Purchase this article with an account.
Philip McAleer, Cali Fidopiastis, Vic Braden, Frank E Pollick; Obtaining features for the recognition of human movement style. Journal of Vision 2003;3(9):527. doi: 10.1167/3.9.527.
Download citation file:
© ARVO (1962-2015); The Authors (2016-present)
Human movement comes in many different styles and this research investigates features that can explain our ability to distinguish between styles. In particular, we studied how training to recognize the style of one individual can influence the ability to recognize movements performed by another individual. Tennis serves were used since they provide complex whole-body motions with the different styles of flat, slice and topspin. The observers used were not tennis players and pretest confirmed that they performed around chance at the identification before training. The service motions were presented using techniques of computer graphics that transformed 3D motion capture recordings of two professional tennis players into computer animations played on a common body model. Thus, removing all pictorial cues to identity. Two groups of 12 observers were trained on one or the other server's motions. After performing 6 training blocks on one server, performance at correctly identifying service type increased to approximately 60%. Observers were then required to identify the service style of the other server. What resulted was a consistent pattern of confusions for identification of the previously unseen server's movements. The pattern being those observers trained on Server A could not recognize the topspin serve of Server B and those trained on Server B could not recognize the slice serve of Server A. We then explored what information in the training phase could have caused this pattern of confusions. These explorations revealed that a linear discriminant classifier based on the first two principal components of the movement set showed a similar pattern of confusions. These data are consistent with the interpretation that a low-dimensional representation of the movement serves as the features used for recognition.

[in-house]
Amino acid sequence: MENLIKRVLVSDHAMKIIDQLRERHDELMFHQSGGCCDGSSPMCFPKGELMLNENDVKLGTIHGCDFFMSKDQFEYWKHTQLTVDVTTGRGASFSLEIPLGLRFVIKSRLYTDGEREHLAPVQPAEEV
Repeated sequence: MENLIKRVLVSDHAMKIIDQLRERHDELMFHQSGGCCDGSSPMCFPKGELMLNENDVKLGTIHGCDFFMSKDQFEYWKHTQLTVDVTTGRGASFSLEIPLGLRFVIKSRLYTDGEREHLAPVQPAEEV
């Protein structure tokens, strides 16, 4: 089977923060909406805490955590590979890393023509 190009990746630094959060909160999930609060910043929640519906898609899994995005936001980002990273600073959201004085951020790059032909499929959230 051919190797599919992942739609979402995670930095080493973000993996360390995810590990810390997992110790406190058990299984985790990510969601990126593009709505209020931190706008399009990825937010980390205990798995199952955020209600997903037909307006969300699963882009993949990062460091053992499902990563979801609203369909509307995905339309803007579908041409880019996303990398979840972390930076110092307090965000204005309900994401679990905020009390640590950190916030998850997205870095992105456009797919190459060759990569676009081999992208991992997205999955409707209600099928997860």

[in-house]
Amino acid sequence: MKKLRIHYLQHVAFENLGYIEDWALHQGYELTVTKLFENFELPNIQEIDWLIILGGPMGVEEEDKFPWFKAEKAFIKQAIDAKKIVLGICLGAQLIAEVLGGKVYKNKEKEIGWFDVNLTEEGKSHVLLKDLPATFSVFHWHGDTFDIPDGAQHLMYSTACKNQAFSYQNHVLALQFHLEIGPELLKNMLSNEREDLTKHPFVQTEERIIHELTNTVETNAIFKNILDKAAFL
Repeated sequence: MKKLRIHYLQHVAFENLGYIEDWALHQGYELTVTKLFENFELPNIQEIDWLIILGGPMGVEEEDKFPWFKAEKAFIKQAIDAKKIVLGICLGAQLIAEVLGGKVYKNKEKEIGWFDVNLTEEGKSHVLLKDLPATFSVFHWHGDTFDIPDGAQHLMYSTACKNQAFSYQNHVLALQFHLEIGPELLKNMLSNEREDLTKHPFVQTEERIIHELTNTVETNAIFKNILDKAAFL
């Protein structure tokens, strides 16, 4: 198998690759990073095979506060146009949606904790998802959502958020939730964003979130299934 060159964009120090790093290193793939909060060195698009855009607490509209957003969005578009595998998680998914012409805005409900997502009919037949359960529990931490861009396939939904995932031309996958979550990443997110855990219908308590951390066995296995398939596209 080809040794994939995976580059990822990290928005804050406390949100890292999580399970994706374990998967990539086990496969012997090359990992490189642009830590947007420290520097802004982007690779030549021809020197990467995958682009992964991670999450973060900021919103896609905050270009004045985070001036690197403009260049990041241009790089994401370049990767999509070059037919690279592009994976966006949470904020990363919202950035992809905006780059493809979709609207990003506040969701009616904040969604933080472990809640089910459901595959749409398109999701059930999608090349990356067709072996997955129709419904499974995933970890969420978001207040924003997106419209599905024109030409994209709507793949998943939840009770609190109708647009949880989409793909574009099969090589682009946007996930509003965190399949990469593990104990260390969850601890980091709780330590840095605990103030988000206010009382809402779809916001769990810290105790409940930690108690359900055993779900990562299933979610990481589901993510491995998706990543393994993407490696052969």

This PDF is available to Subscribers Only